According to officials, the first day of the search for Steve Grunwald, 24, in Rocky Mountain National Park on Friday was greatly limited by extreme winter-like conditions. Above 10,000 feet, the park experienced 8 to 10 inches of drifting snow, 50 mile per hour wind gusts, and windchills of 11 degrees.
Representative Kyle Patterson stated that "this made visibility and probability of detection low to non-existent."
More favorable conditions now present will allow for more effective aerial search operations during the following days. The continued search is set to be focused on the Glacier Gorge Traverse.
It is believed that Grunwald was attempting the Glacier Gorge Traverse on August 29, last seen in nearby Boulder, Colorado on the previous day. The traverse is a strenuous route that travels 11 summits over 19 rocky miles. It is considered dangerous terrain with class five climbing, meaning falls in some places would likely be fatal.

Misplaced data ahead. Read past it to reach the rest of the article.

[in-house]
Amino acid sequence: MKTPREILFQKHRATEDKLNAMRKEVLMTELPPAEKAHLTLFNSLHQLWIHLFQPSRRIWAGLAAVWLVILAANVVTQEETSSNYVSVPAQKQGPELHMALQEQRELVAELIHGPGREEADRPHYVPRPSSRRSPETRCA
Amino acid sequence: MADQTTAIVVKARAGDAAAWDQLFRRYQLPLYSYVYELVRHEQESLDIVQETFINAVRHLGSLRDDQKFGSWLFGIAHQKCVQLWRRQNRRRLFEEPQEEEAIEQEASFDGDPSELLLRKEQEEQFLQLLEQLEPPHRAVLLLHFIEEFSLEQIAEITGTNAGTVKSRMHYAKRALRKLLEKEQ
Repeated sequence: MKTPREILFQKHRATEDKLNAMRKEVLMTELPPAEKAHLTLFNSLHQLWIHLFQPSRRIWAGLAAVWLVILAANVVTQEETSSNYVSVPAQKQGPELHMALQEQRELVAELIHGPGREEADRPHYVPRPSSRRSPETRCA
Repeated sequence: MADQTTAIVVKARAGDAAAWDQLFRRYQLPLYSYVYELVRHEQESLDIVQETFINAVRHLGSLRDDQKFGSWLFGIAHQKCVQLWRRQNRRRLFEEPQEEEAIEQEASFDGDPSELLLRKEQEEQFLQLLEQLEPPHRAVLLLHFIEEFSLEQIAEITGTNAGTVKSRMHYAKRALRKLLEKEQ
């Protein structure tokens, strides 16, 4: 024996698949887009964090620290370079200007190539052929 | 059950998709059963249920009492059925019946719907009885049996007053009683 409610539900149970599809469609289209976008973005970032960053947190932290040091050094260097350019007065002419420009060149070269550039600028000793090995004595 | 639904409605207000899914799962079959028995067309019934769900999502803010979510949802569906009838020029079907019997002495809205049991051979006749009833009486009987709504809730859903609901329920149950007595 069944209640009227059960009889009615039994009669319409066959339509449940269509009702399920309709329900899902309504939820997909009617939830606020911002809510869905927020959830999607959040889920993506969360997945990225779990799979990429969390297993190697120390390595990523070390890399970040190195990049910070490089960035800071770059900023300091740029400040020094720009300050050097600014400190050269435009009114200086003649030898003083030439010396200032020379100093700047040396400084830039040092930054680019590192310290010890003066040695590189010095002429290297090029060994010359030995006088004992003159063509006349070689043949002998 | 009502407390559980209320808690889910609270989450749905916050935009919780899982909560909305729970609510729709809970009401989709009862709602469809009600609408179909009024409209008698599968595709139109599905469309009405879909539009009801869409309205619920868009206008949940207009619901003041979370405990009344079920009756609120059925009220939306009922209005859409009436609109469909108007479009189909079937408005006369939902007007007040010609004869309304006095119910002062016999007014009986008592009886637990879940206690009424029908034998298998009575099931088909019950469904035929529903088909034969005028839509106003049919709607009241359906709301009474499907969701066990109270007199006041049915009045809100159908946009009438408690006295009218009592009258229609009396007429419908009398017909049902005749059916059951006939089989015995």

Grunwald was reported missing by a friend on September 10, with searchers finding his car at the Glacier Gorge Trailhead on the same day.
Steven Grunwald is described as an experienced outdoorsman and a fit trail runner, backpacker, and rock climber. He's 5' 6" and 145 pounds with brown hair and black rectangle glasses. It is also believed that he may have been wearing a green Camp brand climbing helmet.
Authorities are asking those that were in the Glacier Gorge area or surrounding ridgelines on August 29 and 30 to contact them. They can be reached via phone at 888-653-0009, online form, or email at email@example.com.